At the end of a three-day Uefa conference, the top coaches called on both the European governing body and international governing body, Fifa, to protect national teams from what they said were purely commercial interests.
"The introduction of private commercial leagues could spell the end of national teams and the public should be aware of the threat to the future of the game at international level," the coaches said in a statement.
The Milan-based media sales group Media Partners hopes to launch the new Super League featuring 36 European clubs in 2000. The competition, will generate $2bn (pounds 1.2bn) a year in revenue, it predicts.
Delegates from 50 Uefa member associations attending the conference said Uefa and Fifa should pave the way for greater cooperation between football clubs and the national sides.
The coaches also hit out at the controversial "Golden Goal" knock-out rule, saying it was an unsporting and incorrect way of deciding the outcome of a game.
The Uefa general secretary, Gerhard Aigner, said that the European body would take the coaches' points on board but was not considering dropping the rule.
Referees' interpretations of certain aspects of the laws of the game need to be unified and professional refereeing should be introduced, the coaches said.
They pressed for unified criteria on issues such as tackling from behind as well as concepts like "passive offside" [not interfering with play] to avoid confusion.
"If you are going to introduce a modification, then people should know a season in advance so leagues and coaches can get used to it," Andy Roxburgh, the Uefa technical director and former Scotland manager, told a news conference.
The coaches also called for a second round with group matches in World Cup finals instead of the current system where there is a knock-out phase after the first round.
The former French coach Aime Jacquet, who stepped down after steering France to their first World Cup triumph, was given a special award by the Uefa president, Lennart Johansson. The Croatia coach, Miroslav Blazevic, whose team secured third place in the World Cup finals in France, also received an award.
Barcelona issued a hands-off warning to clubs eyeing their 15-year-old Nigerian striker Hauruna Babangida by slapping an 800 million pesetas (pounds 3.3m), price tag on him on Wednesday.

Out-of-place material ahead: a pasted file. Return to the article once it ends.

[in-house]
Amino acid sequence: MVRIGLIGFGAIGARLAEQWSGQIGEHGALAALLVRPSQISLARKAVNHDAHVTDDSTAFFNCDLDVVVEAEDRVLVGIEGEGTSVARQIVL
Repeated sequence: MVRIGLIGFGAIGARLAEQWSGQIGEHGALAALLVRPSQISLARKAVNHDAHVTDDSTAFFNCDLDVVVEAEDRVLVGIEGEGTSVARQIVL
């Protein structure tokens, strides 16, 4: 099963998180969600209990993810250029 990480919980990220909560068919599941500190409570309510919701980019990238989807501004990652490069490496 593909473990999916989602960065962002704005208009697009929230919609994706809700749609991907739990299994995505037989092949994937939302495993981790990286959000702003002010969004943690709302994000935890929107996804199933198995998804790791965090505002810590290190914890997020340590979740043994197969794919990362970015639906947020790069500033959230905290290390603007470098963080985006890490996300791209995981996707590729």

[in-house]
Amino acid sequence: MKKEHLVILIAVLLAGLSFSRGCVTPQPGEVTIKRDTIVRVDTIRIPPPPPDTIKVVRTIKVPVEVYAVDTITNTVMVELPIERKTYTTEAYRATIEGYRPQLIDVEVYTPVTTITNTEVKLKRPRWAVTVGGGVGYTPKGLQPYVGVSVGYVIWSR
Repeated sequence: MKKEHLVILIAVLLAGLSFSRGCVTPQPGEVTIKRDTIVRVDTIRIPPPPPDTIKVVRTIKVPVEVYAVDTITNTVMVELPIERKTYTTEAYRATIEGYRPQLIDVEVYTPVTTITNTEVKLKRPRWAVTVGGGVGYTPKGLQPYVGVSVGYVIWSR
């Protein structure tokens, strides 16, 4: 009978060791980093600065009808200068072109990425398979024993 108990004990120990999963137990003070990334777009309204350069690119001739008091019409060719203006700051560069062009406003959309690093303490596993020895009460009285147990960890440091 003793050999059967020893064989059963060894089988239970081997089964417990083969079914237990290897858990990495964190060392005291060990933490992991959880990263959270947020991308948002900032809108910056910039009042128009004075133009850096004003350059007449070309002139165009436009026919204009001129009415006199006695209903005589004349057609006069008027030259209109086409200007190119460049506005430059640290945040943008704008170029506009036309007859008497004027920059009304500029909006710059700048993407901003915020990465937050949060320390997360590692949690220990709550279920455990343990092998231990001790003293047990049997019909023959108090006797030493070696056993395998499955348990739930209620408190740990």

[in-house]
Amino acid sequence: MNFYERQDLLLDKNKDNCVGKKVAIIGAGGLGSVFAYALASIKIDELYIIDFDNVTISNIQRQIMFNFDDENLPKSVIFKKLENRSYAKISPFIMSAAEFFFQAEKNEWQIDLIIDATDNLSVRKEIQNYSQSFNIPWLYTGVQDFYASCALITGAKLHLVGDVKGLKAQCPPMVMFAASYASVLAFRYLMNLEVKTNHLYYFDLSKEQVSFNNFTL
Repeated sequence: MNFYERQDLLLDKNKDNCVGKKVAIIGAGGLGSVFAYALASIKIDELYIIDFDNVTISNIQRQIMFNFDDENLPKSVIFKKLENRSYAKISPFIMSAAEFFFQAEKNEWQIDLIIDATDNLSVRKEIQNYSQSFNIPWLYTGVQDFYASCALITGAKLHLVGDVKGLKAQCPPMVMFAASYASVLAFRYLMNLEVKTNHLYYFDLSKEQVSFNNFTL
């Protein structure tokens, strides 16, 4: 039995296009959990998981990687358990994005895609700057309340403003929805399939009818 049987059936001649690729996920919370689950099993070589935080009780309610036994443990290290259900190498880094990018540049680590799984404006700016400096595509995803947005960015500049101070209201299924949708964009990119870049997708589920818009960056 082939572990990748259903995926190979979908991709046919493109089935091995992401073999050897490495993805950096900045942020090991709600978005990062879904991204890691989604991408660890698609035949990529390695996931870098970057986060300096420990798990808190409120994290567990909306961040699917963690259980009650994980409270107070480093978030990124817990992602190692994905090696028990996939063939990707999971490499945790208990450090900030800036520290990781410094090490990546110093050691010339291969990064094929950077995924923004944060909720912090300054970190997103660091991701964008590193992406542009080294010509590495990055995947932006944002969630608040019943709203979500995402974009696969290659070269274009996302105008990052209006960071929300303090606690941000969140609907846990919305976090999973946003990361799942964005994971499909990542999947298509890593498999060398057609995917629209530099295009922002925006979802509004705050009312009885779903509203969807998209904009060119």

Haurana, the younger brother of Ajax Amsterdam and Nigerian international striker Tijani Babangida, became the youngest person in Spanish league history to have a buy-out clause inserted into his contract.
The 15-year-old is currently playing for the Barcelona reserve team in the Spanish second division but, after impressing during pre-season, many observers expect him to be incorporated into the first team squad during the December "transfer window".
Ironically, the man whose place he could be taking is his compatriot, Emmanuel Ammunike, who has a long term knee injury and is likely to miss the rest of the Spanish season.
Babangida, who celebrates his 16th birthday on October 1, has hit the headlines in Spain not just for his playing ability.
Last season he scored 37 goals in 21 games for Barcelona's youth side - which also led to some controversy.
Injured in one match, he was sent to hospital for X-rays which some critics said showed that bone scans taken indicated he was at least three years older than the date claimed by the Catalan club.
Barcelona club doctors shrugged off the controversy by saying Babangida was "well developed for his age".
The Hungarian authorities said yesterday that they will introduce a compulsory identity card scheme for supporters from next season in a bid to curb a wave of hooliganism.
Attila Kovacs, the president of the Hungarian Football Federation, said that only fans with the card would be able to buy tickets or enter stadiums.Reuse content